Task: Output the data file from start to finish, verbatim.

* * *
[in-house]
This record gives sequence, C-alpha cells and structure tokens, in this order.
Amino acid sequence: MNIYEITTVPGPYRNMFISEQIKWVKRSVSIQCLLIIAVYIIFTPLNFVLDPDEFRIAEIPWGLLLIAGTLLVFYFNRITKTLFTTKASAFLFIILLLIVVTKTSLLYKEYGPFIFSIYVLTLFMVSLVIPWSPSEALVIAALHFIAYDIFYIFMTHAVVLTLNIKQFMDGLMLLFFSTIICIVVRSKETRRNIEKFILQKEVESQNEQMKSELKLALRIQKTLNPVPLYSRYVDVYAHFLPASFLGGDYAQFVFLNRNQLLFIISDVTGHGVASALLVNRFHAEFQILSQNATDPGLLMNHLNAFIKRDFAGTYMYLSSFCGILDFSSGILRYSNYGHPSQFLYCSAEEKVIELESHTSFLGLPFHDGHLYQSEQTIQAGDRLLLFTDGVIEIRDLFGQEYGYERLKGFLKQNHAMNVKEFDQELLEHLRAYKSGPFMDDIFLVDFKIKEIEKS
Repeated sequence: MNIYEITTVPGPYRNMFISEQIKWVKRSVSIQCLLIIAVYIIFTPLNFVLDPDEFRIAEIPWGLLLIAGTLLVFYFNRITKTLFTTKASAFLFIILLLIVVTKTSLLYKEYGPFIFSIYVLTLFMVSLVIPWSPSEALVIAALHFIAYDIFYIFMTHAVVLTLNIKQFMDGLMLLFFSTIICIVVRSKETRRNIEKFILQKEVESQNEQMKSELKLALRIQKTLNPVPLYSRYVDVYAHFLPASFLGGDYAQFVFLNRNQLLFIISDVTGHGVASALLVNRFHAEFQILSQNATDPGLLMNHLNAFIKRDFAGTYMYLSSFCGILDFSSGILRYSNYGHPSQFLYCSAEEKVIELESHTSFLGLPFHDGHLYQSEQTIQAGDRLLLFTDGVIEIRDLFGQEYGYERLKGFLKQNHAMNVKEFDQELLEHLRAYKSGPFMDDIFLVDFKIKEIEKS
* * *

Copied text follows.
[in-house]
This record gives sequence, C-alpha cells and structure tokens, in this order.
Amino acid sequence: MNIYEITTVPGPYRNMFISEQIKWVKRSVSIQCLLIIAVYIIFTPLNFVLDPDEFRIAEIPWGLLLIAGTLLVFYFNRITKTLFTTKASAFLFIILLLIVVTKTSLLYKEYGPFIFSIYVLTLFMVSLVIPWSPSEALVIAALHFIAYDIFYIFMTHAVVLTLNIKQFMDGLMLLFFSTIICIVVRSKETRRNIEKFILQKEVESQNEQMKSELKLALRIQKTLNPVPLYSRYVDVYAHFLPASFLGGDYAQFVFLNRNQLLFIISDVTGHGVASALLVNRFHAEFQILSQNATDPGLLMNHLNAFIKRDFAGTYMYLSSFCGILDFSSGILRYSNYGHPSQFLYCSAEEKVIELESHTSFLGLPFHDGHLYQSEQTIQAGDRLLLFTDGVIEIRDLFGQEYGYERLKGFLKQNHAMNVKEFDQELLEHLRAYKSGPFMDDIFLVDFKIKEIEKS
Repeated sequence: MNIYEITTVPGPYRNMFISEQIKWVKRSVSIQCLLIIAVYIIFTPLNFVLDPDEFRIAEIPWGLLLIAGTLLVFYFNRITKTLFTTKASAFLFIILLLIVVTKTSLLYKEYGPFIFSIYVLTLFMVSLVIPWSPSEALVIAALHFIAYDIFYIFMTHAVVLTLNIKQFMDGLMLLFFSTIICIVVRSKETRRNIEKFILQKEVESQNEQMKSELKLALRIQKTLNPVPLYSRYVDVYAHFLPASFLGGDYAQFVFLNRNQLLFIISDVTGHGVASALLVNRFHAEFQILSQNATDPGLLMNHLNAFIKRDFAGTYMYLSSFCGILDFSSGILRYSNYGHPSQFLYCSAEEKVIELESHTSFLGLPFHDGHLYQSEQTIQAGDRLLLFTDGVIEIRDLFGQEYGYERLKGFLKQNHAMNVKEFDQELLEHLRAYKSGPFMDDIFLVDFKIKEIEKS